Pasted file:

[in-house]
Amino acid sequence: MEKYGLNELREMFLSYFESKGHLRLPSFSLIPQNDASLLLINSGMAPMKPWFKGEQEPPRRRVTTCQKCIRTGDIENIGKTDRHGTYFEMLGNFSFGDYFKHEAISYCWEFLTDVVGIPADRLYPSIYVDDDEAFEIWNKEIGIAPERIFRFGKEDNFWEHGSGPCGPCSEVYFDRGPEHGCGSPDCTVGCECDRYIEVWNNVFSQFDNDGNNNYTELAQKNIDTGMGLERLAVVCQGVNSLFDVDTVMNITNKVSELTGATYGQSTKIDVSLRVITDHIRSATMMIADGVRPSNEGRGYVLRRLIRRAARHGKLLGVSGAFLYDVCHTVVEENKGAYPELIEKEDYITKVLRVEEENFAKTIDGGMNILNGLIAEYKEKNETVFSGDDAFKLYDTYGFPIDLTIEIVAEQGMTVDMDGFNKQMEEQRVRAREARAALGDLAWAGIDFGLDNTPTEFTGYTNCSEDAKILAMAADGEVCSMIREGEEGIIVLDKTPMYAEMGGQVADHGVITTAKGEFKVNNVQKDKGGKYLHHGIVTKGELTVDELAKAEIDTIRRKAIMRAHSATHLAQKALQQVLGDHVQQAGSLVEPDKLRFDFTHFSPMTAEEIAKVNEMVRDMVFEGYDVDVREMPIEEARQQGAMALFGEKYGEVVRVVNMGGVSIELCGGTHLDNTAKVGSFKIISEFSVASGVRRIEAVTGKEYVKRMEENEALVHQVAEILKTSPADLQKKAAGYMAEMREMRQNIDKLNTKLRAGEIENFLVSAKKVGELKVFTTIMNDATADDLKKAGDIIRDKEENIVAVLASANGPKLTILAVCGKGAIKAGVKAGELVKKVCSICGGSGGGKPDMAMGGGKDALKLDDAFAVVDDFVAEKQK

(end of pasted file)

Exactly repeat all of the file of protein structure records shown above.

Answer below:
[in-house]
Amino acid sequence: MEKYGLNELREMFLSYFESKGHLRLPSFSLIPQNDASLLLINSGMAPMKPWFKGEQEPPRRRVTTCQKCIRTGDIENIGKTDRHGTYFEMLGNFSFGDYFKHEAISYCWEFLTDVVGIPADRLYPSIYVDDDEAFEIWNKEIGIAPERIFRFGKEDNFWEHGSGPCGPCSEVYFDRGPEHGCGSPDCTVGCECDRYIEVWNNVFSQFDNDGNNNYTELAQKNIDTGMGLERLAVVCQGVNSLFDVDTVMNITNKVSELTGATYGQSTKIDVSLRVITDHIRSATMMIADGVRPSNEGRGYVLRRLIRRAARHGKLLGVSGAFLYDVCHTVVEENKGAYPELIEKEDYITKVLRVEEENFAKTIDGGMNILNGLIAEYKEKNETVFSGDDAFKLYDTYGFPIDLTIEIVAEQGMTVDMDGFNKQMEEQRVRAREARAALGDLAWAGIDFGLDNTPTEFTGYTNCSEDAKILAMAADGEVCSMIREGEEGIIVLDKTPMYAEMGGQVADHGVITTAKGEFKVNNVQKDKGGKYLHHGIVTKGELTVDELAKAEIDTIRRKAIMRAHSATHLAQKALQQVLGDHVQQAGSLVEPDKLRFDFTHFSPMTAEEIAKVNEMVRDMVFEGYDVDVREMPIEEARQQGAMALFGEKYGEVVRVVNMGGVSIELCGGTHLDNTAKVGSFKIISEFSVASGVRRIEAVTGKEYVKRMEENEALVHQVAEILKTSPADLQKKAAGYMAEMREMRQNIDKLNTKLRAGEIENFLVSAKKVGELKVFTTIMNDATADDLKKAGDIIRDKEENIVAVLASANGPKLTILAVCGKGAIKAGVKAGELVKKVCSICGGSGGGKPDMAMGGGKDALKLDDAFAVVDDFVAEKQK